Far down the lane
A window pane
Gleams 'mid the trees through night and rain.
The weeds are dense
Through which a fence
Of pickets rambles, none sees whence,
Before a porch, all indistinct of line,
O'er-grown and matted with wistaria-vine.

No thing is heard,
No beast or bird,
Only the rain by which are stirred
The draining leaves,
And trickling eaves
Of crib and barn one scarce perceives;
And garden-beds where old-time flow'rs hang wet
The phlox, the candytuft, and mignonette.

The hour is late
At any rate
She has not heard him at the gate:
Upon the roof
The rain was proof
Against his horse's galloping hoof:
And when the old gate with its weight and chain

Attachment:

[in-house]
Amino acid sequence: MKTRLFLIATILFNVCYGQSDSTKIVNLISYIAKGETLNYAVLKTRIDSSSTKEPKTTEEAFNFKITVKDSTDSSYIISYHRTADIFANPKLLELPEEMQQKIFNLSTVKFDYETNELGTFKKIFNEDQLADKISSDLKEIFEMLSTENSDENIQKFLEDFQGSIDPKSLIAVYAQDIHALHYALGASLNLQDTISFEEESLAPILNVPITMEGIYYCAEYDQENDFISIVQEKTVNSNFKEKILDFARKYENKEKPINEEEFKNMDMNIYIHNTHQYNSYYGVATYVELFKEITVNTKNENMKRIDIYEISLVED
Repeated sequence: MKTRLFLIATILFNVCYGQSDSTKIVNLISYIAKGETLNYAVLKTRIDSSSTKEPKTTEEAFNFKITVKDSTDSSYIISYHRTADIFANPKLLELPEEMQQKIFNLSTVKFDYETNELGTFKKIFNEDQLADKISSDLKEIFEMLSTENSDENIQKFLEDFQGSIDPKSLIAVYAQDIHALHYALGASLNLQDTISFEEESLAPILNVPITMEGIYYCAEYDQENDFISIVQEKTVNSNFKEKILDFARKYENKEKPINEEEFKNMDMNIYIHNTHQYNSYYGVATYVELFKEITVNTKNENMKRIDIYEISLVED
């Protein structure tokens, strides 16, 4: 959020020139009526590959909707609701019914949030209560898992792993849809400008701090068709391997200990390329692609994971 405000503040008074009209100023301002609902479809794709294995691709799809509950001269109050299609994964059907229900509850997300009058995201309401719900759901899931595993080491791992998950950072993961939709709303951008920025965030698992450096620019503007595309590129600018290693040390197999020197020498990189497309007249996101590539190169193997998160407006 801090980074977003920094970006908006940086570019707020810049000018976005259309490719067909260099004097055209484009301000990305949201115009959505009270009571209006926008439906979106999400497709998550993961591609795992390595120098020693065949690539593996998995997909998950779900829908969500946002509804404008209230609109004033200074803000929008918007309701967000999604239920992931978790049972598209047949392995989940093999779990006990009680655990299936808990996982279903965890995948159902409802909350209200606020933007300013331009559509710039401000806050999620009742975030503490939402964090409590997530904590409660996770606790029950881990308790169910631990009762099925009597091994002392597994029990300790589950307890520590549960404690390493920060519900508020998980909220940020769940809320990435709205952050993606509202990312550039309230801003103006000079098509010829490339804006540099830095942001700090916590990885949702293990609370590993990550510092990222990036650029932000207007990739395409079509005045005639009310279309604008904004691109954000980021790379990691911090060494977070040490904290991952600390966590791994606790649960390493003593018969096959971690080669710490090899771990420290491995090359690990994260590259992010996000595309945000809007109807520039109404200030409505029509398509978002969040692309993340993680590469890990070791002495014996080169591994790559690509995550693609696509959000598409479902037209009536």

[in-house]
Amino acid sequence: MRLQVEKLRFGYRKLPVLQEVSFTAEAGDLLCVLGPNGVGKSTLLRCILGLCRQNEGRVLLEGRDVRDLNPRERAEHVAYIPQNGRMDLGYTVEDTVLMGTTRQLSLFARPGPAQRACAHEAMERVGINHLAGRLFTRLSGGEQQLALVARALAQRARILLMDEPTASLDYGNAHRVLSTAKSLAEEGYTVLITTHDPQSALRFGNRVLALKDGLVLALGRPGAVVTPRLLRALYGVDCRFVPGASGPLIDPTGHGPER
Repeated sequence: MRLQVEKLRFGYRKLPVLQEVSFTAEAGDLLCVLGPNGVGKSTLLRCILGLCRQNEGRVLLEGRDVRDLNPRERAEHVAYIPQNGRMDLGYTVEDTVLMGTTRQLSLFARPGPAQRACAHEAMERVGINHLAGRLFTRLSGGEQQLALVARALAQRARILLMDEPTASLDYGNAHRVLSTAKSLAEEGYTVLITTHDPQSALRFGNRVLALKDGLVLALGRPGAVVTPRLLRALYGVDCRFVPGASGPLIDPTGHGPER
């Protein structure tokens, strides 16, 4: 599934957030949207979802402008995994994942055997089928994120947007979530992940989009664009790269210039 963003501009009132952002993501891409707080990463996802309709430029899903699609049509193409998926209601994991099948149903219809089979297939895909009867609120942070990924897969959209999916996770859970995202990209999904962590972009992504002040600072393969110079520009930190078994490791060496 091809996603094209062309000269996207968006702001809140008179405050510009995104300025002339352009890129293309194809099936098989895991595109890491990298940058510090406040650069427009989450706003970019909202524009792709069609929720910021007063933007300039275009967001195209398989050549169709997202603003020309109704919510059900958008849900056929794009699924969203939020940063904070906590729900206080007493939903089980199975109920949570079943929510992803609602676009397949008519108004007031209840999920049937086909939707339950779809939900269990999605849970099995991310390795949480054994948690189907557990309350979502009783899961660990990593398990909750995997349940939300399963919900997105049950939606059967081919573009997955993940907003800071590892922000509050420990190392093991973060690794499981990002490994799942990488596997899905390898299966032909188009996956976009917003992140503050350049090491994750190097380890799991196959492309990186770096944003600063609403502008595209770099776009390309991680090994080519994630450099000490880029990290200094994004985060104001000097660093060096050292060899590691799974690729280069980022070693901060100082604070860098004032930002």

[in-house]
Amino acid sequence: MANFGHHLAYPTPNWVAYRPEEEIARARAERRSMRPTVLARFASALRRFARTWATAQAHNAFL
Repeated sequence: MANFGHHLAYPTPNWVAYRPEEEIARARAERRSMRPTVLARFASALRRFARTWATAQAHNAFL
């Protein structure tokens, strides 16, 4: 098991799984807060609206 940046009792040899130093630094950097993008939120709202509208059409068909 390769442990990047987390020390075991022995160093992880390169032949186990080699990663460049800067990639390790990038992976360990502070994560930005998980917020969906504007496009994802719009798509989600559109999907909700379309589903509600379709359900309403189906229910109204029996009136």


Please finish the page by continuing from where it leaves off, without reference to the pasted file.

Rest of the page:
Creaked, she imagined 't was the wind and rain.

Along he steals
With cautious heels,
And by the lamplit window kneels:
And there she sits,
And rocks and knits
Within the shadowy light that flits
On face and hair, so sweetly sad and gray,
Dreaming of him she thinks is far away.

Upon his cheeks
Is it the streaks
Of rain, as now the old porch creaks
Beneath his stride?
Then, warm and wide,
The door flings and she's at his side
'Mother!' and he, back from the war, her boy,
Kisses her face all streaming wet with joy.

More verses by Madison Julius Cawein

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